Over the last number of years Baltimore has become a major resettlement area for refugees and asylum seekers. And, in particular, several neighborhoods in Northeast Baltimore have become especially populated with families forced to relocate due to conflict in their native countries.
Consequently, families from Iraq, Nepal, Bhutan, many African countries and other nations find themselves living together in unfamiliar apartment complexes, with little in common beyond their refugee status.
“There is this huge interest in soccer among many of the young people,” says Jill Pardini. “Soccer is the lynchpin for engaging with these guys and ultimately their families.”
Hoping to utilize this passion to benefit the community, Pardini decided to bring Soccer Without Borders—a California-based program that uses soccer to engage the underserved international community—here to Baltimore.
A year and a half later, Pardini can see that the program is already working.
“At first it was chaos. The Iraqis were all speaking Arabic; the Africans were speaking French; the Eritreans were all together, speaking Tigrinya. There was a lot of tension between the groups,” Pardini says. “Now you have almost a perfect balance between the groups, and they are self-selecting to be with someone who is not of their race, ethnicity or country.”
Pardini will use her OSI-Baltimore Community Fellowship to expand and improve her project—a tutoring, mentoring, cultural-awareness and youth development program that uses organized soccer to help refugees adjust to life in the United States, succeed in and out of school, and stay physically and emotionally fit.
“When they get here (to Baltimore), many of them are met with cold indifference,” Pardini says. “Or there is sometimes, unfortunately, an element of hostility as well. For example, some of the boys can be bullied.”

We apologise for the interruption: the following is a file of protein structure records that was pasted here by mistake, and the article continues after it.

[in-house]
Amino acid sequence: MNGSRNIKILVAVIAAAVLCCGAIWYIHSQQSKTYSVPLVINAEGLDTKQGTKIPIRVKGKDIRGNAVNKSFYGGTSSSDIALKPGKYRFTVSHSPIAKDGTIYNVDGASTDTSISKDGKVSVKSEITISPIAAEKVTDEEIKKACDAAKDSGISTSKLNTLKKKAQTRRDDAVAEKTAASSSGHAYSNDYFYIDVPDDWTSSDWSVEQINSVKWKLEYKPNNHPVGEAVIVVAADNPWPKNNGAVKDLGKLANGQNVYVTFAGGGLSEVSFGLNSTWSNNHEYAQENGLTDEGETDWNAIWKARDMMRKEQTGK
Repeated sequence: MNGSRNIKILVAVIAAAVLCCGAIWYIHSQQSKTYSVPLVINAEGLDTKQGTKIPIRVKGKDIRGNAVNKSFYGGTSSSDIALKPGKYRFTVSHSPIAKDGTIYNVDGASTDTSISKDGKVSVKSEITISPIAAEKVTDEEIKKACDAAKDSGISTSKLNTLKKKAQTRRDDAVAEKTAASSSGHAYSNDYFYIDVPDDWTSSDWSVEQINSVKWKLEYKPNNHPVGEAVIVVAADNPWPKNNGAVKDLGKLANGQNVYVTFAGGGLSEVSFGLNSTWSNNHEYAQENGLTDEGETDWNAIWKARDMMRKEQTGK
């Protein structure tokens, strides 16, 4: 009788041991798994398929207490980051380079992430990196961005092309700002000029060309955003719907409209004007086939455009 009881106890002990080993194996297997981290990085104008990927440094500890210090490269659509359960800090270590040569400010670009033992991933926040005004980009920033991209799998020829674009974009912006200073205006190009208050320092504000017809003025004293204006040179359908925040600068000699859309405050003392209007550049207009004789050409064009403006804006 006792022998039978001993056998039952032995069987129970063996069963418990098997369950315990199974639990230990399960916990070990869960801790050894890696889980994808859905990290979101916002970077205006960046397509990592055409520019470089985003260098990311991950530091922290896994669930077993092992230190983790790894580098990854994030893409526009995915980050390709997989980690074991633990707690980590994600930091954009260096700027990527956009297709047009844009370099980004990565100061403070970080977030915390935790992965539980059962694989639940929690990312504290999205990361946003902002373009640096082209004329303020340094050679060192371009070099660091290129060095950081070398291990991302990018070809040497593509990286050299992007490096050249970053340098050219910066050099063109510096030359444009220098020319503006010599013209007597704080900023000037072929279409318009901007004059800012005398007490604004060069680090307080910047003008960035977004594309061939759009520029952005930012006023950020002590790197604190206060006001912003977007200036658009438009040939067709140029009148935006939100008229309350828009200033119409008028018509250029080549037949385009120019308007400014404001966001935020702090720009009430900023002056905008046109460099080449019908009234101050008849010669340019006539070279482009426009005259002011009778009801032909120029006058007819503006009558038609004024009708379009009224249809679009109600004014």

As a result, many of the young men can become sullen or hostile themselves, or try to fade into the background by dressing and behaving like local teenagers, Pardini says—and not always in the most positive ways. “The idea is for this program to be a cultural liaison, to help them navigate the communities where they live,” Pardini says.
A key component of the soccer program focuses on academics and tutoring.
Students involved in Soccer Without Borders spend evenings during the week or Saturdays studying and getting help with homework. Adult volunteers help the youth overcome language and cultural difficulties.
The 32 participating youth alternate their days practicing academics and soccer. Games are played on weekends.
“We’ve designed it so attendance at tutoring and performance in the classroom is directly related to participation in soccer games,” Pardini says. “You can’t play in the game if you’ve missed tutoring or been in trouble at school.”
Pardini can see the difference soccer—and individual attention—has on the youth, one boy at a time.
When one young man from Eastern Africa joined the group, “he seemed like he had been dragged to practice,” Pardini says. “He wasn’t that great a player, and he didn’t try very hard. He would never come to practice in his gear. I said to him, ‘Why don’t you come dressed in your shorts and shirt, ready to go?’ And he said, ‘Coach, I don’t want people to think I play soccer.’ He had already assimilated to the point where he knew the only ‘cool’ thing to play was basketball or football,” Pardini says.
Because of the Soccer Without Borders program, the young man has blossomed.
“Now he is a regular starter on the team and he consistently shows up already wearing his practice jersey. He’s an outstanding player. He’s transformed his physical look and taken ownership. He’s more confident now,” she says.
During her fellowship, Pardini hopes to expand the program to realize even more successes. She aims to add enough mentors so each young man has someone to connect with one-on-one.
“It’s more than just soccer,” she says. “Now they have this environment where they feel safe, where they have this camaraderie, where they have each other’s back. They have a sense of knowing so many more people and being able to identify with others.”
“It creates this sense of community in a place where there wasn’t one before.”